Besides being useful, there is something rather relaxing and pleasant about gardening and other food prep activities. It gives one the opportunity to zone out of the world for a few moments and appreciate the rewards of doing things by hand.  Seeing small personal accomplishments in the tangible form of an end product like eggs or jams is its own special kind of magic. 

It inspires individuals to push themselves to try new things and reap their own rewards. Just this principle has given homesteaders a new motivation to share their journeys via blogging and Instagram. Their followers not only find enjoyable content, but also a new appreciation for food and consumable products.

What Opportunities Does This Trend Off Retailers

It’s evident that people love gardening and the quaint backyard farm lifestyles, of course. But there’s a reason that retailers – and farmers – should love them to. Online presence, especially among vibrant interests and growing communities, is an increasingly important component of successful marketing strategies. 

The fact is that influencer marketing as a whole has only grown in light of the pandemic – in fact it’s expected to hit a $13.8 billion worth in 2021! Small farm and homesteading-related blogs and Instagram accounts are nothing new, but their value to retailers and local businesses is something worth paying attention to.

Picturesque lifestyles and food products are especially lucrative in light of Instagram’s one billion active users. With significant percentages of Instagram users having some degree of disposable income and a potential advertising reach over 900 million, working with the right influencer is sure to get some notable engagement. (In fact, this is so successful that certain social media homesteaders and farmers have even found a growing niche in the fashion and beauty communities.)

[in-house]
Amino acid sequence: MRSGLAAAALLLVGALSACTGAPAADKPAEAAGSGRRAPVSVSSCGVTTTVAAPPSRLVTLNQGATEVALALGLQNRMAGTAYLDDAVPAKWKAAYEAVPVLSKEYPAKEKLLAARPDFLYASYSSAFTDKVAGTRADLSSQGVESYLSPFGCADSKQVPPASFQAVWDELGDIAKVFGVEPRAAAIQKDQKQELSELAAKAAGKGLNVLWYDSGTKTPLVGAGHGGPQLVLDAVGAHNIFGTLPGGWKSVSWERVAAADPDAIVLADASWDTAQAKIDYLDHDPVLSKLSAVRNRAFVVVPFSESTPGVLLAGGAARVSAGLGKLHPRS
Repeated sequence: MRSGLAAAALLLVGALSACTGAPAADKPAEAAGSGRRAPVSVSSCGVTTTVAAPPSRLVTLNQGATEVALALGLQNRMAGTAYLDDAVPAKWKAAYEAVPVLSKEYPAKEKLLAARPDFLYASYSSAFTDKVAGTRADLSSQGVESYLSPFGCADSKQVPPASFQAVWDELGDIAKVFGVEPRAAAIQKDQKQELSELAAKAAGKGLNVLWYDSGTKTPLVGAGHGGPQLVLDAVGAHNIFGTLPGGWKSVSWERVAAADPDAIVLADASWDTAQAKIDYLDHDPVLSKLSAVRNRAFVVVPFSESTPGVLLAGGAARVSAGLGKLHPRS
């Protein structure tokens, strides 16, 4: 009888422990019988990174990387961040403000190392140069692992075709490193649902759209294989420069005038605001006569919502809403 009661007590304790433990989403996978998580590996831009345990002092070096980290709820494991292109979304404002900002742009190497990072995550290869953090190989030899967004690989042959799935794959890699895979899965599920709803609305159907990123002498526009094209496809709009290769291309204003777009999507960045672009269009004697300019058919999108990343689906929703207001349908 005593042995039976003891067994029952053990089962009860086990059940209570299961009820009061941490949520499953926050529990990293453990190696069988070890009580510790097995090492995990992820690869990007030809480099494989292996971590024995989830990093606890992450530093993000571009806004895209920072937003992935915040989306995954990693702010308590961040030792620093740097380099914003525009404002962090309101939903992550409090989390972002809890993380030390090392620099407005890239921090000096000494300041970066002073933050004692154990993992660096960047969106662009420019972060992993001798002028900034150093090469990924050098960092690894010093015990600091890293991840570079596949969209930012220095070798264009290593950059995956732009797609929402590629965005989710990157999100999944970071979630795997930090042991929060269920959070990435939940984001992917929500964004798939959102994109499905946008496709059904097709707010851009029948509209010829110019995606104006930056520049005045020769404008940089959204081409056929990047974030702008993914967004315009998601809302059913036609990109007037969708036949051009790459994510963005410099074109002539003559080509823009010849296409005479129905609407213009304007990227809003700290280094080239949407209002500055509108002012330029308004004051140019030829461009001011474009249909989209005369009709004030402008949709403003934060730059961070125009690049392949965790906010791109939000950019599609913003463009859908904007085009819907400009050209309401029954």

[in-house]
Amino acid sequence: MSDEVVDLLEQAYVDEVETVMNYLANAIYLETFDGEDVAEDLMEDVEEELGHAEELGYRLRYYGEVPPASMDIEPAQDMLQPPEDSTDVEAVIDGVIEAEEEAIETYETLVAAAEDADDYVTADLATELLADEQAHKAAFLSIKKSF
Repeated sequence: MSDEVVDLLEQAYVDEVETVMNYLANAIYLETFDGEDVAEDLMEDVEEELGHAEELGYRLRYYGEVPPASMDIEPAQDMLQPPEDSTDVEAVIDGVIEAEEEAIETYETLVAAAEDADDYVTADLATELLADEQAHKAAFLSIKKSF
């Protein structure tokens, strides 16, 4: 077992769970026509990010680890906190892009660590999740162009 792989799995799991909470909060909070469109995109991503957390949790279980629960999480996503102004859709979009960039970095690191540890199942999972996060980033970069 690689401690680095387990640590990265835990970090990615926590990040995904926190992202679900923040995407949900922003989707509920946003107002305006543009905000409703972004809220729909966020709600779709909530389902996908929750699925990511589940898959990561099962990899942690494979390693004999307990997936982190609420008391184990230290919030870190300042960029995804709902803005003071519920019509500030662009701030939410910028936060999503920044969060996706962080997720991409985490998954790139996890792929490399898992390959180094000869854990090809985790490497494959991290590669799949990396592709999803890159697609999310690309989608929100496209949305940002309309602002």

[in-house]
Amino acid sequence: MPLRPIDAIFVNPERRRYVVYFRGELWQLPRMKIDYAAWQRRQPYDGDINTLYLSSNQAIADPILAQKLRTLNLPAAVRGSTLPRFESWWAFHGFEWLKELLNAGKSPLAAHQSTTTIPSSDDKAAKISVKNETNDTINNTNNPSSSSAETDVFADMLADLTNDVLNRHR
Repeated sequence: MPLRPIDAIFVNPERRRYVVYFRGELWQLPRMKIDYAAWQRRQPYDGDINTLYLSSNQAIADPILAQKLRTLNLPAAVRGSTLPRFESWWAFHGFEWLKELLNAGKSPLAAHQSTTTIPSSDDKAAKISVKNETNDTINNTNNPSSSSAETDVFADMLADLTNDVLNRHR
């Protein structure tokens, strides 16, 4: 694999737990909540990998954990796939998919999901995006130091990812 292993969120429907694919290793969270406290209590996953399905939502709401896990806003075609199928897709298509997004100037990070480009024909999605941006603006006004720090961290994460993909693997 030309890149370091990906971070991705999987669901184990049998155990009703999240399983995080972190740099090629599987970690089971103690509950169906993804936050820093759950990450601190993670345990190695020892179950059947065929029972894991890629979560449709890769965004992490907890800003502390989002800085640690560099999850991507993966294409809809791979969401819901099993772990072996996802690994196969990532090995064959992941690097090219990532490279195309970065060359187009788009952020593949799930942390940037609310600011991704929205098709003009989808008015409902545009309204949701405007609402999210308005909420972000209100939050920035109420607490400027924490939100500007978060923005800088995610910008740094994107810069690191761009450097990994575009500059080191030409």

As homestead blogs and websites get more clicks, this is a prime time to find individuals to work with – and to find new customers in their followers. Partnering with a local small farm or homestead business active on social media, for example, creates a relationship with their already loyal audience. 

Seeing that you share their values and distribute their products immediately begins the trust-building process. Likewise, influencers who also share your values and find your products useful to their lifestyles do the same thing. Striking up the right professional relationships with the right people can be mutually beneficial – and give you a leg up with a whole new audience which could turn into a customer base. 

How The Trend Helps You Understand What To Carry In Your Store

In the last few weeks, we’ve been talking about how retailers have survived the pandemic by changing how their stores operate and overhauling their merchandise mix. We’ve even covered what products you should be looking for at ASD this summer in order to be able to meet consumer demand for home, garden and PPE products. 

Instagram farming and gardening trends

Remember, the home and garden is the main category that’s on fire. Whether your customers are home chefs or newly born preppers, you’ll want to buy or be selling cookbooks, kitchen utensils, premade or partially made gourmet foodstuffs, reusable food containers, glass jars, potting containers, canning/preserving supplies, garden supplies, patio furniture, planter boxes, general garden decor, plant starts, and just about anything someone who wants to bring the outdoors in can use.  

Written by Jaclyn Krymowski, a contributing writer and editor for Macala Wright Consulting. Jaclyn writes about farming, agriculture and rural small business. Macala Wright writes about consumer behavior and trends, rural small business and sustainability. Both Macala and Jaclyn are head over heels in love with cows.

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Macala Wright

Macala Wright

Macala Wright is a writer and researcher who specializes in health, wellness, food, and farming. Her expertise has been published in the New York Times, Wall Street Journal, San Francisco Chronicle, and many more publications. When she’s not writing about consumer behavior or food, she can be found scouring for deals in antique shops or on the back of her horse. You can follow her on Instagram @Macala or visit